It’s also a good background on Revan and what the big deal is with him if you aren’t particularly interested in the games. However, I assume due to being the main character in a first-person RPG, there’s very little development of him as a person or character, and my main impression at the end of the book is that he is by far the most depressing person in the entire Star Wars canon. His existence makes me uncomfortable and I dislike him for those reasons.

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In conclusion: Scourge. All Scourge, all the time, because he is cool. He’s also the most developed and most interesting person in this book, and I would again reiterate that if you read it for him, you will not be disappointed! It’s a fun little video game novel, so really I have no complaints about it.

16 Star Wars Books You Should Read in 2016

Posted in Fun, Opinion with tags , , , , on 13 May 2016 by Megan

And unlike the pitiful Disney “17 Villains” list, I won’t have to scrape any barrels to come up with 16 satisfying realcanon reads for the year.

Yes, halfway through Maul (May) is a weird time to give you a list of books to read for the year. But I’m weird, so that fits just fine. Actually, I was inspired by something I saw on Twitter today and thought, “People love lists, and this would be a great topic for a list!” List posts are extremely trendy, so I’ll try to give this a clickbaity promo line and go from there.

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16. Jedi Search
15. Dark Apprentice
14. Champions of the Force

Together, this 1994 trilogy makes up the real Star Wars: Episode VIII as Luke Skywalker battles demons from his run-on with the Dark Side and founds the Jedi school Yoda urged him to create all the way back in Episode VI. Mon Mothma is poisoned and the Sun Crusher is out to destroy whole star systems while a deranged Imperial tries to kidnap Anakin Solo and turn him into a new model Darth Vader.

13. The Truce at Bakura 

If you want to know what happened after Endor, what the day after Return of the Jedi‘s Ewok party was like, then Kathy Tyers has the whole thing right here for you — since 1993.

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12. Darksaber
11. Planet of Twilight

I know these are both part of the so-called “Callista trilogy” but I will never recommend anyone read Children of the Jedi, ever. Darksaber, however, is one of my favorite books. Soviet-esque Hutts attempt to build a superweapon among their own greedy shortcuts; Crix Madine is a war hero; and Luke gives his weird girlfriend a clip show of the best planets of the original trilogy. Planet of Twilight has some cool moments, a dark side vision of Leia, and the character Leigious Vorn to make it worthwhile.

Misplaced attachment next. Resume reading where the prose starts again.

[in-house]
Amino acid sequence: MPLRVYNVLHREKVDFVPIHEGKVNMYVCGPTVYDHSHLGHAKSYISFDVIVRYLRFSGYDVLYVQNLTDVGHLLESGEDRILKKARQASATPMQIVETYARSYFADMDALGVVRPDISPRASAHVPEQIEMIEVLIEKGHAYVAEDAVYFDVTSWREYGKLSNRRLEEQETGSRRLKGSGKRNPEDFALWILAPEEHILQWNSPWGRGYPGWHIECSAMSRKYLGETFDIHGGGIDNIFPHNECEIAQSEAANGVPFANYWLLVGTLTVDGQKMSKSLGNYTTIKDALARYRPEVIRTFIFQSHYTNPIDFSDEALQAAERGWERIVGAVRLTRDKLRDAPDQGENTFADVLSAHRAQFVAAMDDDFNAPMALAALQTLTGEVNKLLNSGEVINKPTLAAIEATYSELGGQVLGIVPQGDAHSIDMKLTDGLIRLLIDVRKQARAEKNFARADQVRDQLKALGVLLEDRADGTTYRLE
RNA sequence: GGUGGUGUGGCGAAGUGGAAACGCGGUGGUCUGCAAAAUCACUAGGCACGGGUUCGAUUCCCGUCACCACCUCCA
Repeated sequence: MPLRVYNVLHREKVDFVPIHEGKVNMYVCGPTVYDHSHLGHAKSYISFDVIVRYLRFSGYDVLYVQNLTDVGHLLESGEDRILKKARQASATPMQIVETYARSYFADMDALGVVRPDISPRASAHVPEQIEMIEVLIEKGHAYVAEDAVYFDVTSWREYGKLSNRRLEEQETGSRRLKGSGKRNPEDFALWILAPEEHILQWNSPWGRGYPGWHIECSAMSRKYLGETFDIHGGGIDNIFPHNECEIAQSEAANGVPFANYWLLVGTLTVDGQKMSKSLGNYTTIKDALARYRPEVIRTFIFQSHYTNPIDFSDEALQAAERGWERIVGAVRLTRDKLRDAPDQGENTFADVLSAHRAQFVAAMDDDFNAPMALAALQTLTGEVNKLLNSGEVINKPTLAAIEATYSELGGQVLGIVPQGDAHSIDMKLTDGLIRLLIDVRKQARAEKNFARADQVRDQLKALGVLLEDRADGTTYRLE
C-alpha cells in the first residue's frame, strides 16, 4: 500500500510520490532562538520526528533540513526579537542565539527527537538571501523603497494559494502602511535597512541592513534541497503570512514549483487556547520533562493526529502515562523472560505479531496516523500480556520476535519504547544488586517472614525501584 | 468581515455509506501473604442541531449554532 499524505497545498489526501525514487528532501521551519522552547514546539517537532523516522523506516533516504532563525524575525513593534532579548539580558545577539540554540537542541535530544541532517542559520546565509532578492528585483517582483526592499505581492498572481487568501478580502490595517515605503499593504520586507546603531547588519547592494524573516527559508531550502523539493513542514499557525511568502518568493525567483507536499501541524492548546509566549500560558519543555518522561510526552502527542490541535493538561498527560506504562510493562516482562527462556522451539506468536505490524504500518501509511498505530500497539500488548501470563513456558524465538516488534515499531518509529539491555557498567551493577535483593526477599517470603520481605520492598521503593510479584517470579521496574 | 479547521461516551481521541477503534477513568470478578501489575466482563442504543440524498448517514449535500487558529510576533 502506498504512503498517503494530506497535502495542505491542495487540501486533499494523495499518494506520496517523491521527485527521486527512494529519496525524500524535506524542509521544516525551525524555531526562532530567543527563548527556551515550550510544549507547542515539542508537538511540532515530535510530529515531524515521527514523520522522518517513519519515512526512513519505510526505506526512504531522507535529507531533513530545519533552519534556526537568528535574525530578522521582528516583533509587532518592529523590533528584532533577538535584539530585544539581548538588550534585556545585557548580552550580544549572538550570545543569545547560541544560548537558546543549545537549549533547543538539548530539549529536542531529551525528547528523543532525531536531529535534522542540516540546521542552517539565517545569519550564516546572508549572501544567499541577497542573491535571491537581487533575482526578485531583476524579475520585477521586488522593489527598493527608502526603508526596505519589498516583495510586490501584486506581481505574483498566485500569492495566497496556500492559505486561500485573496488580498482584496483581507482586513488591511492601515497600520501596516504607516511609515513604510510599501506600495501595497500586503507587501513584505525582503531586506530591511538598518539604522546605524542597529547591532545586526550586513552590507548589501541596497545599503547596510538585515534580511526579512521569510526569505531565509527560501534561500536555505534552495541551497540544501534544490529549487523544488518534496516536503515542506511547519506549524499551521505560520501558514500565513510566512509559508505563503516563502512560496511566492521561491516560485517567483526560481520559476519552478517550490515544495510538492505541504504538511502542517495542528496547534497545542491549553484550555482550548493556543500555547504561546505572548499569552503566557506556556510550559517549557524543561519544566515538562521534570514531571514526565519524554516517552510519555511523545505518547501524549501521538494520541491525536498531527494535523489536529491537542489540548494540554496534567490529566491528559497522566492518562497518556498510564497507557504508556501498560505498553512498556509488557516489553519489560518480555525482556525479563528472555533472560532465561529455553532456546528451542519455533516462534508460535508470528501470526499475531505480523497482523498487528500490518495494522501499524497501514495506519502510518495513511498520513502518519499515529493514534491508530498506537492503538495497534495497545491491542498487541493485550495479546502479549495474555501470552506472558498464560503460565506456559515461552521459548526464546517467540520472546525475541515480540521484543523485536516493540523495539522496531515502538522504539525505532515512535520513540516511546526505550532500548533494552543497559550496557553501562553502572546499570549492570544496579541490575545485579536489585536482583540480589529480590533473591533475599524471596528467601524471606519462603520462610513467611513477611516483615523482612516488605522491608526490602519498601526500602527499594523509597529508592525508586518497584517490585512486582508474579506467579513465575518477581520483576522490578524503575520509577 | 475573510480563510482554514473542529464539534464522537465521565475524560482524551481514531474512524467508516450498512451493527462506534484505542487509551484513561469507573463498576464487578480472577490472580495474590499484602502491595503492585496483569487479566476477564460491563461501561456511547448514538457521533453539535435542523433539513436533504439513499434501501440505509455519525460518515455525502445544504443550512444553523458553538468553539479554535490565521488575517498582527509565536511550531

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10. Ambush at Corellia
9. Assault on Selonia
8. Showdown at Centerpoint

This underrated Corellian Trilogy, which joined us in 1995 but which became my first Star Wars book ever in December 1997, is in my opinion a must-read for every treu fan. A chance to glimpse into Han’s past and the reclusive Corellian system turns into a disaster for the Solo family, as an evil cousin takes Han hostage and a sinister archaeology project flings the three kids into their first big adventure. Also, Lando hires Luke to help find him a wife, and lightsaber-wielding Mara and Leia destroy a government building! Non-stop thrills.

Home stretch! These are books with significant birthdays this year —

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7. Star Wars, From the Adventures of Luke Skywalker

Not really Expanded Universe because it doesn’t expand, this adaptation of the 1977 film is historically interesting and significant, not least of all because it’s the first Star Wars anyone in our galaxy ever experienced when it was published in December of 1976. It turns a distinguished 40 years old this year.

6. Jedi Twilight

This ten-year-old novel may be the first book in the Coruscant Nights trilogy (2) (3), but it’s the fourth book in Michael Reeves’ Pavan Saga, so bonus points if you read Shadow Hunter, Battle Surgeons, and Jedi Healer first! Otherwise, it tells the story of a Jedi in hiding who has become a private eye in the wake of Order 66.

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5. Outbound Flight

Another one turning ten this year: Timothy Zahn’s own prequel to Heir to the Empire, showing how the Chiss made first contact with the Republic and showing us what a lovable old cuss the real Jorus C’boath was in life. Thrawn’s first appearance.

4. The New Rebellion

A book with a mixed reputation, to be sure, New Rebellion is also turning 20 this year and deserves to be remembered for the character of Brakiss, who could have been so much more, and the eerie post-bombing chaos of the Senate chamber. (Who else freaked out when Leia was bleeding from the ears?) The skull-faced villain has his moments. It should not be discarded simply because of an over-the-top scene of Luke lightsaber dueling Mr. Bubble’s evil cousin. Nope! Worth reading.